Sunday, February 28, 2010

ALA files comments to FCC on proposed rule that would impact E-rate

The American Library Association (ALA) filed comments to the Federal Communications Commission (FCC) yesterday regarding the Commission’s Notice of Proposed Rulemaking, which proposes a new rule for schools as a result of the Protecting Children in the 21st Century Act and rule revisions for schools and libraries to reflect existing statutory language of the Children’s Internet Protection Act (CIPA). Both the proposed new rule and rule revisions would impact the universal service support mechanism for schools and libraries also known as the E-rate program.

E-rate discounts are critical in meeting the ongoing and ever increasing telecommunications needs of libraries. ALA commented that the additional burden caused by the proposed rule revisions will likely have a negative impact on library participation in the E-rate program through added complexity and potential funding delays.

The ALA asks the Commission to carefully review the necessity or benefit of making the proposed changes. ALA points out that the burdens and delays associated with the resulting form and instruction changes, online form programming, and OMB approvals as well as the time and energy that will be required to deal with the confusion associated with these changes, are unnecessary and counter-productive. With the exception of the added language in the Protecting Children in the 21st Century Act, there have been no other statutory changes to CIPA since its enactment in 2000, and ALA is not aware of issues that would cause the need for the revisions being proposed at this time.

Wednesday, February 24, 2010

Something's brewing in Milwaukee: WAAL Conference April 21-23

Prepare to stir up new ideas and fun at the WAAL Conference, featuring keynotes from Lisa Janicke Hinchliffe and Rachel Singer Gordon to get our creative juices flowing. Luncheon speakers and events showcase some of Milwaukee's great history and attractions - the WAAL 2010 conference has something for everyone. Come see colleagues from around the state present on the latest technology, instruction ideas and exciting new ways of meeting patron needs. So mark your calendars for WAAL 2010. Registration is available now! For more information see:

Thursday, February 18, 2010

Governor Doyle, U.S. Commerce Official Announce Nearly $29 Million for Broadband Investments

GREEN BAY – Governor Jim Doyle and US Deputy Commerce Secretary Dennis Hightower today announced Wisconsin will invest $28.7 million to expand broadband Internet access, including $22.9 million in American Recovery and Reinvestment Act funds. The grant will provide high-speed Internet access to 467 sites in over 380 communities in all the state’s 72 counties.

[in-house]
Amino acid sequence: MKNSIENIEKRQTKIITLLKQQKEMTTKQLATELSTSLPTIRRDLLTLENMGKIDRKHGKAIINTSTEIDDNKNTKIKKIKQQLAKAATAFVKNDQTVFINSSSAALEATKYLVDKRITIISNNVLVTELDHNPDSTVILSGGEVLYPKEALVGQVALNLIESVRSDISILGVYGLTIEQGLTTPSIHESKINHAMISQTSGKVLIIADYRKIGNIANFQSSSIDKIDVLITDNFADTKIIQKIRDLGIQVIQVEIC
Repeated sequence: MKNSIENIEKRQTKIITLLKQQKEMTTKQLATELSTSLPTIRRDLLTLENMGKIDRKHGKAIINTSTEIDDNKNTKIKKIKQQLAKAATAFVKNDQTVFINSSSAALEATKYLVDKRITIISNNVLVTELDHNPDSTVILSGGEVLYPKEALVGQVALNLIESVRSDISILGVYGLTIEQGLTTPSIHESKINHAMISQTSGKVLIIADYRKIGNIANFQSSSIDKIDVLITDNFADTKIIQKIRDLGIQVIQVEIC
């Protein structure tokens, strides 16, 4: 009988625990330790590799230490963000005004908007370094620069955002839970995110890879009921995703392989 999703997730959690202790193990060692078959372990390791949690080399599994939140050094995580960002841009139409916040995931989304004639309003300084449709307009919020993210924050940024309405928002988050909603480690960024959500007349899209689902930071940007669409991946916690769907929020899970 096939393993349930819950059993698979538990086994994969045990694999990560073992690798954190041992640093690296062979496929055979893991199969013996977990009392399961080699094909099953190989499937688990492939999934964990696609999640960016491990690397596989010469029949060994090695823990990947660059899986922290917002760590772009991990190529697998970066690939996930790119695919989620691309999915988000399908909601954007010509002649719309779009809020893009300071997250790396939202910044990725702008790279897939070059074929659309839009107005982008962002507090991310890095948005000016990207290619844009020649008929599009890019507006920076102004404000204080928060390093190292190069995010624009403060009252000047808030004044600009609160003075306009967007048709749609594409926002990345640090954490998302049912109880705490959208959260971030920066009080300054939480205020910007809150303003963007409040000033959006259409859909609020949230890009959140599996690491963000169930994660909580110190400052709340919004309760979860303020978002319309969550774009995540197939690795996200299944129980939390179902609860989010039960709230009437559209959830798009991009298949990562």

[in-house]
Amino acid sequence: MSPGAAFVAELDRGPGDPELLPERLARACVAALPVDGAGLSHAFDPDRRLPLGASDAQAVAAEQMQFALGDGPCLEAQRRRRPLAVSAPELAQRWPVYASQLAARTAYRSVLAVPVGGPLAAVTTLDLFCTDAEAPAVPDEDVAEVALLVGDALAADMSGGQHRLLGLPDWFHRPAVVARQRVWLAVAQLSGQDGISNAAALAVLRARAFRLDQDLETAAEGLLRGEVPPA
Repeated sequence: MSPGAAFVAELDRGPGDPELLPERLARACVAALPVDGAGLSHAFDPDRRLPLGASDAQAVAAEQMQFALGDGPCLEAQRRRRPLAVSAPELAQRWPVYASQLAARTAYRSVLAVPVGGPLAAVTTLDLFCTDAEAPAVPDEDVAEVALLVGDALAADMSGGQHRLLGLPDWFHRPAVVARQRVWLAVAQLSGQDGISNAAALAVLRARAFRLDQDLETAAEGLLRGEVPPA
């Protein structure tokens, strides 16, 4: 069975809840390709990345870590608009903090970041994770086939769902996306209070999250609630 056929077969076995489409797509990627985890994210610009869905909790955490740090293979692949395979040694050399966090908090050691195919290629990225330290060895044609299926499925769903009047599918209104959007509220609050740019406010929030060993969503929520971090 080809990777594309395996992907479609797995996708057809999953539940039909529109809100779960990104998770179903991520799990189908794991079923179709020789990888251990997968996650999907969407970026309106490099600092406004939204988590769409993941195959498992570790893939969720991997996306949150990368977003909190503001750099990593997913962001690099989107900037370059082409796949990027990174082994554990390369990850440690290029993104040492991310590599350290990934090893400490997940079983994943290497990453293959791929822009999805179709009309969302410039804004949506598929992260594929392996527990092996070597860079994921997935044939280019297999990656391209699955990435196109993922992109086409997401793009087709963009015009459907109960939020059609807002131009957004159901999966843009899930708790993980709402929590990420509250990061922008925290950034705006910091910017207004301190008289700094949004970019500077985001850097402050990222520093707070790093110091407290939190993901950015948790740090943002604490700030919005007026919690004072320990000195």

“High-speed Internet access is critical to the success of our state’s entrepreneurs, businesses, students and families,” Governor Doyle said. “This project will create jobs to lay and install fiber cable, for telecommunications contractors and technicians, and in fields like construction, manufacturing, masonry and electrical wiring. Through the Recovery Act, the Obama Administration is making major investments in Wisconsin’s broadband infrastructure to help our schools and libraries access high-speed Internet.”

Wisconsin is receiving one of several national Recovery Act grants for broadband development. The state’s project will expand broadband Internet access to 74 schools, eight post-secondary schools including two tribal colleges, and 385 libraries. 84 percent of the school districts and colleges receiving the grant are in rural areas. Over 200 miles of fiber optic cable will be installed and more than $10 million will be spent on American-made telecommunications equipment and materials....

Wednesday, February 10, 2010

Libraries: Create Adventure

Wisconsin librarians, save the date! The 2010 Wisconsin Library Association conference will be held November 2 -5 at the Kalahari Resort, in Wisconsin Dells. The planning committee, co-chaired by Melissa McLimans (UW Digital Collections Center) and Linda Vincent (Milwaukee Public Library) convened last month to begin preparations for what promises to be an exciting and informative event. So mark your calendars and get ready to explore the wonderful world of Wisconsin librarianship. Don't forget to check the WLA Web site for conference updates at

Friday, February 05, 2010


Library Legislative Day
Tuesday, February 16 2010
Best Western Inn on the Park

Is your library the heart of your community? Let your legislator know that!
As librarians we know that we are having to do more with less. In these tough economic times, the library can be the only resource for many in their search and application for new jobs and much more. Most libraries are showing big increases in library patron visits. The library is a core resource for the community. Let your legislators know what you are doing and how important libraries are to the state of Wisconsin.

Register TODAY for Library Legislative Day! It is not too late!

More Information:

Library Jobs Need to be in the Jobs Bill!

Senate Majority Leader Harry Reid (D-NV) announced yesterday that he will bring the Senate’s $80 billion version of the Jobs for Main Street Act or the “jobs bill” to the Senate floor sometime next week.

Libraries are not in this bill, and it is more important than ever that you call your Senators and encourage them to include librarians in the $20.5 billion section that is being used to hire and retain teachers, police, and firefighters.